Electronic Warfare: Russia’s Approach – Foreign Policy Research Institute

Summary

RAll consider electronic warfare (EW) one of the key military capabilities in its ongoing confrontation with the West. The EW provides opportunities for nuclear-free deterrence and helps Russia maintain its status as a great power and strategic autonomy, while taking into account its long-term economic and demographic weakness. Russia has made significant progress in the EW during the 2010s. However, in the early 2020s, Russia still faces technological, technical, industrial, organizational and political challenges that prevent Moscow from gaining the necessary EW capabilities.

Technological problems are related to delays in the development of air and space-based EW facilities, as well as the need to unify EW systems. Technical problems are related to the number of different types of EW systems that need to be serviced, the relatively short service life of different EW systems and the problems of their integration with other combat systems and units. The last point also shows why Russia is struggling to turn its number of EW systems into higher quality combat capabilities. Industrial problems are caused by the volatile dynamics of arms procurement and research and development programs in Russia, as well as the ability of defense corporations to design and manufacture advanced EW systems at reasonable costs. The main organizational problem is that the number of EW troops has already reached its objective limit. Now the EW troops need to be transformed from combat support to combat. Finally, the confrontation between Russia and the West is a political challenge that is a major driver of EW efforts. Russia is unable to compete symmetrically with the United States and Europe, and Russia’s political system does not allow Moscow to carry out a “military revolution” because the centralized system is fighting for a network-centric approach to the armed forces in an effective way. For this reason, Russia has chosen the classic approach of asymmetric warfare in order to disrupt the systems of control and command of the superior enemy.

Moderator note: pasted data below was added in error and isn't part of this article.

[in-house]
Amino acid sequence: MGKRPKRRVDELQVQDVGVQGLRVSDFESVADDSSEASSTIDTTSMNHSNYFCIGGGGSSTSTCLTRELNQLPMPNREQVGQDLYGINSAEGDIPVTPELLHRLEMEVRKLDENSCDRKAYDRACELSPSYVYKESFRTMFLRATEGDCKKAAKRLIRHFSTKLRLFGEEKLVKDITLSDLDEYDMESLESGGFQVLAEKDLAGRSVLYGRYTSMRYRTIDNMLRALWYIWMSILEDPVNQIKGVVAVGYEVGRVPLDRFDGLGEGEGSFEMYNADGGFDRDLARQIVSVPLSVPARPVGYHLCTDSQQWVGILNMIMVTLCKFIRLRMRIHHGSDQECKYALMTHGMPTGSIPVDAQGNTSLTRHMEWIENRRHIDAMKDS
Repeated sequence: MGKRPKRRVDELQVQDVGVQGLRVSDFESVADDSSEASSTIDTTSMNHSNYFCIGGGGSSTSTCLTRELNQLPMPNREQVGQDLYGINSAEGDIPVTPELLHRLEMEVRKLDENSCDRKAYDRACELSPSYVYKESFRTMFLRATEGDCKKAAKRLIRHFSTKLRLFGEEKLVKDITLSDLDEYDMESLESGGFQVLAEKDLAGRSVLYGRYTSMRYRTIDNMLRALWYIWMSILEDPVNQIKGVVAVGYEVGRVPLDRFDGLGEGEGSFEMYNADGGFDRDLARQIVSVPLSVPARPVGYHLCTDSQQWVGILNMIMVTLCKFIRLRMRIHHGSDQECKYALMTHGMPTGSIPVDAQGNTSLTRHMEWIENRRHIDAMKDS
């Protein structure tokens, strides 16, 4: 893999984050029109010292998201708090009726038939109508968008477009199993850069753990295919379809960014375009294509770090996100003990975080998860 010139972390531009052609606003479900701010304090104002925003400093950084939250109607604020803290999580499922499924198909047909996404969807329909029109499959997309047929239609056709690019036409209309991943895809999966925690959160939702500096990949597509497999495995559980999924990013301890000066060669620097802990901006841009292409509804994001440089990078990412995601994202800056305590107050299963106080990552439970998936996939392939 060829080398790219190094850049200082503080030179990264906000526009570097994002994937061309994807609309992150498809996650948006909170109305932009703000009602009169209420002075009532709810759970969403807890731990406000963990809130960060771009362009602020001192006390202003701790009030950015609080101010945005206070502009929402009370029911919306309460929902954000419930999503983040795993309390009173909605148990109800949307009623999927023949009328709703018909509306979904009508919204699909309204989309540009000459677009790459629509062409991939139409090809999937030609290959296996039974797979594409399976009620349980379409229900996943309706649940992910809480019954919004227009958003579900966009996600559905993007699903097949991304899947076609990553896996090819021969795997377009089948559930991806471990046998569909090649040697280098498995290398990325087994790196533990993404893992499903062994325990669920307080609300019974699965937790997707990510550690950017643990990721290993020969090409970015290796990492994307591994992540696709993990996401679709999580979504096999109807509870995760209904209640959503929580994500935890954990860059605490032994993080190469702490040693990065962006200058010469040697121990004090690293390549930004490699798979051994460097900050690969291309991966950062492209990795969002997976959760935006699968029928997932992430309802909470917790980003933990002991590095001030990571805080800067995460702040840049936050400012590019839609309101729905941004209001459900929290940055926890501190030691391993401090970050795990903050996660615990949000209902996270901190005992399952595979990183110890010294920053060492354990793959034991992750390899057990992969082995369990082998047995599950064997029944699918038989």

The next decade promises to be difficult for Russia in terms of electronic warfare. Moscow will need to correct previous EW efforts, pay more attention to the overall quality of electronic warfare rather than the number of EW systems deployed, and close obvious gaps in EW at the tactical, theatrical, and strategic levels. Moreover, after defense spending stabilized and even declined in the late 2010s, Russia was forced to increase its defense budget again. This means that the cost of EW will also increase. Russia will try to fill the gaps in the capabilities of air and space-based EW, while the naval component will continue to play a minor role in Russia’s military planning. It is also possible that Russia will decide to expand its terrestrial EW infrastructure in Belarus by creating a “chain” of EW from Crimea to Kaliningrad.

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